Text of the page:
Advice for a vegetarian who want to process her birds??

Discussion in 'Meat Birds ETC' started by serenityNH, Jun 14, 2011.

  1. serenityNH

    serenityNH Chillin' With My Peeps

    Mar 7, 2011
    Raymond, NH
    Hi All!

    [​IMG] First let me say I am (obviously) not against eating meat, I just don't like factory farming and made the personal decision 9 years ago to only eat food I know was treated with respect.

    So, I need some advice..... We are just starting off with our first batch of chickens, pretty sure we have some roo's in our mix and now I've got to find out if I have what it takes to put those roo's on the dinner table. My husband the meat eater is very skeptical of all this and I'm not sure he has the stomach for it so that leaves me! I've been reading a lot about processing chickens and watching videos and I'm pretty sure I can do it physically but not sure about mentally?

    I love the idea of not only growing our own veggies but now getting fresh eggs and meat- it's just seems like the way life should be.

    Okay, now for the dumb newbie questions that I am sure you will all groan at [​IMG]

    How do I get in the mindset to kill an animal ?

    What are the Pro's & Con's of having someone else process the chickens? Is it worth the money? Am I really being self sufficient if I go this route?

    How did you know that you had the stomach for it?

    Any advice for someone as 'green' as me would be much appreciated. Would love to hear about your experiences!!

    Thanks [​IMG]

    oh and BTW I made the mistake of naming the chicks- I really did think they were all pullets [​IMG]
  2. NYRIR

    NYRIR Chillin' With My Peeps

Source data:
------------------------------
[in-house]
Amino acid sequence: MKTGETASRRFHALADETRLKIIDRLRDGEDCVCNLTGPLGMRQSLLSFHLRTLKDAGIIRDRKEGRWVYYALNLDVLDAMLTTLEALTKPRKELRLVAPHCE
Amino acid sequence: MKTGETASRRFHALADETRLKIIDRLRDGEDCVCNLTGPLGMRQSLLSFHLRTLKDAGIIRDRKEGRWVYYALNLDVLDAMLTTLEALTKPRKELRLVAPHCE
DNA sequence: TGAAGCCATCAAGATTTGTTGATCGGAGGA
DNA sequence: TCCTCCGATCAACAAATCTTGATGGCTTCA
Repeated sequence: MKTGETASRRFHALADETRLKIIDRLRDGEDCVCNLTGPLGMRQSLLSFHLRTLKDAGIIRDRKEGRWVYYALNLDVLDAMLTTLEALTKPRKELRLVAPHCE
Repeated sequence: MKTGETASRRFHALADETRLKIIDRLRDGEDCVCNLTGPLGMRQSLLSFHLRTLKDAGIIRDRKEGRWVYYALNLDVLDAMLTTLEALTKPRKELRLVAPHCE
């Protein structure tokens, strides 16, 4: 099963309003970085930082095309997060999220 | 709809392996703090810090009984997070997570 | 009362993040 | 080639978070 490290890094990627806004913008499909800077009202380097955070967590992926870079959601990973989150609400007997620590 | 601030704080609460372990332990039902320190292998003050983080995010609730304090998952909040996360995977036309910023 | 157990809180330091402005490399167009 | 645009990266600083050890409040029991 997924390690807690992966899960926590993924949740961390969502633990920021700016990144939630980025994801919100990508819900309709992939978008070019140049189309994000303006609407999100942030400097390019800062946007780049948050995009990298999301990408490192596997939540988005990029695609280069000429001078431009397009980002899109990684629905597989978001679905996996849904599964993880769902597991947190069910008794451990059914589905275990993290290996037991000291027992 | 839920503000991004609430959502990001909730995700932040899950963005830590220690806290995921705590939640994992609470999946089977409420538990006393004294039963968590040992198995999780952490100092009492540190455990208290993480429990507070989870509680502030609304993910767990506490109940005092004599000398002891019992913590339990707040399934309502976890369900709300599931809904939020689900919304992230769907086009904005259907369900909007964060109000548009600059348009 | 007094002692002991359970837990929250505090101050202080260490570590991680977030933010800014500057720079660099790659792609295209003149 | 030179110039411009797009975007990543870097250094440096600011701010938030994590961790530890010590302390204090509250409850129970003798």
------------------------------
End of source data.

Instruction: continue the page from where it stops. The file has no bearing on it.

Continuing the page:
May 13, 2010
    How to get in the mindset? I watched some slaughterhouse videos...then watched how people do it on here..Problem solved. I don't do the actual killing,yet...DH does that thankfully.I was so upset with how the birds were raised,fed,treated etc that I just knew we had to do it ourselves.I plan on helping in the future but I am not quite able to actually kill one yet.The first two were extremely hard for me as they were named roos that I knew and liked but I couldn't keep them all! My poor hens (about 6 of them) are bald on the backs from too many roos. [​IMG] I had those birds in the freezer for about a month and a half before I could even think about eating them.Every time I opened the fridge I would think..."There's Foghorn and Leghorn"...but over time I finally cooked them...and they tasted good:)
    My Dh has a block of wood with 2 nails in it spaced apart just enough to hold the head.He puts the birds head in...pulls back on the body and chops the head off with a hatchet.It's over very fast.He then holds the body in a bucket upside down to drain it. Not the neatest way,btw, because the body thrashes and flaps some and the blood can get everywhere.We are thinking next time of using a killing cone and the neck slicing method.I think it's tough the first time or two...but then you get more used to it and it's better.I don't think I will ever LIKE it...but the alternative of supporting the meat market is worse to me.My birds are kept clean,treated well and well fed.They always have fresh water...get greens to eat and treats.I much prefer to do it our way..even though it's not easy.